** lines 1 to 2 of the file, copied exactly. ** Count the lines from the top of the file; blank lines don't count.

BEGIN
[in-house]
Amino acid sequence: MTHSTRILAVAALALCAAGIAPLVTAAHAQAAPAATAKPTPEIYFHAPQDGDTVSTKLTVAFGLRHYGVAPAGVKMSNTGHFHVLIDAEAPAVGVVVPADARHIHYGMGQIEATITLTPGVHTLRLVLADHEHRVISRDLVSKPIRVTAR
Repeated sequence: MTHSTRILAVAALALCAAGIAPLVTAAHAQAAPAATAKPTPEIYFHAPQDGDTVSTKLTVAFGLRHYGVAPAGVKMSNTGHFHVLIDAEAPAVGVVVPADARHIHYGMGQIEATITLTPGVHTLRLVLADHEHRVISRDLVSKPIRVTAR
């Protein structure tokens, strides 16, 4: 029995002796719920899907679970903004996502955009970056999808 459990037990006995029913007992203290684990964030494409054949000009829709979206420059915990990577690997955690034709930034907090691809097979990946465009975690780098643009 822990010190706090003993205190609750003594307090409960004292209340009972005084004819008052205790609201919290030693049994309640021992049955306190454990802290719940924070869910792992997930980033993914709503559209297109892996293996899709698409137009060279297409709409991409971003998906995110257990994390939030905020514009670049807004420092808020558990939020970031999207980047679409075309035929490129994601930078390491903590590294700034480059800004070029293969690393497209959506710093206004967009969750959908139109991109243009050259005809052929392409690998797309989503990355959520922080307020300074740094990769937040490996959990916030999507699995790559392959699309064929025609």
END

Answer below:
[in-house]
Amino acid sequence: MTHSTRILAVAALALCAAGIAPLVTAAHAQAAPAATAKPTPEIYFHAPQDGDTVSTKLTVAFGLRHYGVAPAGVKMSNTGHFHVLIDAEAPAVGVVVPADARHIHYGMGQIEATITLTPGVHTLRLVLADHEHRVISRDLVSKPIRVTAR